Commenter Mike BUSL07 reminds me of a fabulous legal term — “jactitation of marriage,” “a cause of action which arises when a person falsely alleges that he or she is married to the petitioner,” R.H. Graveson, Conflict of Laws 349 (7th ed. 1974) (quoted in Black’s Law Dictionary). Few people these days engage in such misbehavior. The most recent extensive discussion I found of this in an American case comes from Sell v. Sell, 58 Mont. 329 (1920) (paragraph breaks added):
It is urged by counsel for respondent that the allegation of nonmarriage as a ground for affirmative relief is warranted by the course of procedure at common law and is in the nature of a cross-bill setting forth the grounds of complaint in an action for jactitation of marriage.
Anciently, at common law, where one person, not being married to another, pretended that a marriage existed between them and proclaimed it to others, the person against whom the claim was made, upon due proof, was entitled to a decree enjoining the offender from the false boasting. Cases of that character arose occasionally in England, but they were peculiarly within the cognizance of the ecclesiastical courts. (Blackstone, 93). The action, however, fell into disrepute in 1776, when the House of Lords in the Duchess of Kingstone’s Case (20 How. St. Tr. 543) decided that the final decree was not conclusive of the fact of nonmarriage.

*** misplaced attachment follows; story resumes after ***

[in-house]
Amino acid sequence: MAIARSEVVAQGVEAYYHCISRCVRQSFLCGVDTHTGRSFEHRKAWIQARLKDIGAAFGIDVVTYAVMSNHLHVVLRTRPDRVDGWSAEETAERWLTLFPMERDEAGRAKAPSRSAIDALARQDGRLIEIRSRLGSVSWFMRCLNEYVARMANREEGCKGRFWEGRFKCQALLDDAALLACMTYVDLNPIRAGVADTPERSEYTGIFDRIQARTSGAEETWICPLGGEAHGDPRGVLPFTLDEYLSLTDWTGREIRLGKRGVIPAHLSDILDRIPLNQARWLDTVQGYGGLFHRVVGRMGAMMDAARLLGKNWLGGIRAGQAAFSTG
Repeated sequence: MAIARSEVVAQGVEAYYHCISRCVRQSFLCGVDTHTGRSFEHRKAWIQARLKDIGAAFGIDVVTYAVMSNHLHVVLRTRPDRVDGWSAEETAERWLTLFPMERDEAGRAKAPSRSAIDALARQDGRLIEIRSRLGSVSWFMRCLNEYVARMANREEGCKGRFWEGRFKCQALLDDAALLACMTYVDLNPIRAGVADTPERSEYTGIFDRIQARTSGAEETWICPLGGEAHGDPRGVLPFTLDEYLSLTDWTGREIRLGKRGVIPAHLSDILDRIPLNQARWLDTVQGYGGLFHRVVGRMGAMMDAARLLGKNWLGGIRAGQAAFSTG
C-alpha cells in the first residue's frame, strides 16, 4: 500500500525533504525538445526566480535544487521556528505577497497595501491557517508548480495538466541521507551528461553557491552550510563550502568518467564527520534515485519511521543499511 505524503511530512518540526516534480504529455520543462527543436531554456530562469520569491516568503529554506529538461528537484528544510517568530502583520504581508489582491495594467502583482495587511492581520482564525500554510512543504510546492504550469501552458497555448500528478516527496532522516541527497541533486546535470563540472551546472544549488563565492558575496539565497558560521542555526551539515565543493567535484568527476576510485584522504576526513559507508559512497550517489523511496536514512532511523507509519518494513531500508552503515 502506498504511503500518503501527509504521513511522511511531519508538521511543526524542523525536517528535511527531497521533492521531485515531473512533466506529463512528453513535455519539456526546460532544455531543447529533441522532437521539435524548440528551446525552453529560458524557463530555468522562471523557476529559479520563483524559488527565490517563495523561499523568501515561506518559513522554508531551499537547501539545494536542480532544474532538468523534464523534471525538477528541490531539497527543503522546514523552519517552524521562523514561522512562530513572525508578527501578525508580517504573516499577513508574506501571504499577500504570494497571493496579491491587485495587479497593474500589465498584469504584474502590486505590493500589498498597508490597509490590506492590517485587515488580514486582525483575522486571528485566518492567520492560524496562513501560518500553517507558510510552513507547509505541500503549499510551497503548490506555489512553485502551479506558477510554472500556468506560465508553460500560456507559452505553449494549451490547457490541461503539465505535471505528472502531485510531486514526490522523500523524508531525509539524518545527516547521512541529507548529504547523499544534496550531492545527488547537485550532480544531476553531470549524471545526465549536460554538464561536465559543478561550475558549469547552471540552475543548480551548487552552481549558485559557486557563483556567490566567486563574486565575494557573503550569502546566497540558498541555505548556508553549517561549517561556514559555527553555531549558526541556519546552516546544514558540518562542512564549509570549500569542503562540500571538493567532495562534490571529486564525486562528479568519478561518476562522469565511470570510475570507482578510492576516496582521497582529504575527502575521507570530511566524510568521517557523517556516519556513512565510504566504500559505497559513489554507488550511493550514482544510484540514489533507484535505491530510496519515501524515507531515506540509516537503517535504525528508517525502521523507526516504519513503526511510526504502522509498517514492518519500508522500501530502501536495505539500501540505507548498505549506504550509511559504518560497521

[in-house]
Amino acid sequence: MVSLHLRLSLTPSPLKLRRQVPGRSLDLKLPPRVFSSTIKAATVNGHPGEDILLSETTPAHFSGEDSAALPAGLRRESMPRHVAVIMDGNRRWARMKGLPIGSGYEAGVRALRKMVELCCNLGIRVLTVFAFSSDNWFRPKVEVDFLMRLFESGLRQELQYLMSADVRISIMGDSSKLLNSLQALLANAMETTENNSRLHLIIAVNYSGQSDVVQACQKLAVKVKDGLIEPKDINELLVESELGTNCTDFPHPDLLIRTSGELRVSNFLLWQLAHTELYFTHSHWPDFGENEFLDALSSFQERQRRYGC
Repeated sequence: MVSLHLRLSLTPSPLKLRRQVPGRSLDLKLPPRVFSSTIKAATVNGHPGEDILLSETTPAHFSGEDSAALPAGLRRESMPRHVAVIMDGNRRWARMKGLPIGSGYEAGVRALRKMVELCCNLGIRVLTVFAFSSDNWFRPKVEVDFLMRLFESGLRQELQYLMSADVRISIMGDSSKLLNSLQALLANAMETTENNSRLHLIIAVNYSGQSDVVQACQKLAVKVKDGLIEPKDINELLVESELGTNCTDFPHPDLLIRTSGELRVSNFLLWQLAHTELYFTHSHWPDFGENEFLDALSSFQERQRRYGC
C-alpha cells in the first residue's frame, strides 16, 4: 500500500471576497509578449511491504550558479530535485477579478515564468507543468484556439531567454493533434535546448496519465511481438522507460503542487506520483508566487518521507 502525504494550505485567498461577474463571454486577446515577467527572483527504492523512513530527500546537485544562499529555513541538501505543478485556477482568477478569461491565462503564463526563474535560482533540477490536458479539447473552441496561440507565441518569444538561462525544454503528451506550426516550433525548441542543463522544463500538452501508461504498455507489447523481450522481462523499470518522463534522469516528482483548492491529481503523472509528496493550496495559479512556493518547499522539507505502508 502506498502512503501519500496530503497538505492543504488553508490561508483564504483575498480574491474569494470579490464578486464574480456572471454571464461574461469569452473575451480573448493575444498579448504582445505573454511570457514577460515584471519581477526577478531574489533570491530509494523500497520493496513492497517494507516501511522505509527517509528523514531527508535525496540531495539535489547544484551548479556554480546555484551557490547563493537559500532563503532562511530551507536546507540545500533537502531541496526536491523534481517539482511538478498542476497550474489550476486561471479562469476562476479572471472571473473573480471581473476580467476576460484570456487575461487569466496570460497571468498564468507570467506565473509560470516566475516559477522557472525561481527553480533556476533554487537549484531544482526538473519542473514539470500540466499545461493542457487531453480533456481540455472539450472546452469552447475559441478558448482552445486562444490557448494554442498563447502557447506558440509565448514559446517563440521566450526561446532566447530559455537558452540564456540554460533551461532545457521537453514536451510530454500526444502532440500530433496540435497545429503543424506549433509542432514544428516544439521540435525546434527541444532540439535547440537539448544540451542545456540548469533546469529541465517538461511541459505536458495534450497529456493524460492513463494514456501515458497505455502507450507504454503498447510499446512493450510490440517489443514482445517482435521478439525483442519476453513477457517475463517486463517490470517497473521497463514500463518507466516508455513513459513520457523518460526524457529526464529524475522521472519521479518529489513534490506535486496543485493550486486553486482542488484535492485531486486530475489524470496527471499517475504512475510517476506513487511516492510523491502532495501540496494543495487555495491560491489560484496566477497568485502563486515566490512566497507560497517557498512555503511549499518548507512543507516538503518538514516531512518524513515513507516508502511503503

In this jurisdiction the power to decree a divorce is purely statutory. (Rumping v. Rumping, 36 Mont. 39, 12 Ann. Cas. 1090, 12 L. R. A. (n. s.) 1197, 91 P. 1057.) Ample provision is apparently made by our Codes for the protection of the marital relation, and the significant fact that an action is authorized to establish marriage whenever either party to it denies the existence of the relationship (sec. 3634, Rev. Codes), tends to negative the existence of the right which is now sought to be asserted.
We think it can be said in all fairness that the right of action for jactitation of marriage has never been recognized as warranted by the common law as it was introduced in and adopted by this country.
Jactitation of screwing around, on the other hand, sounds like a cause of action with a future.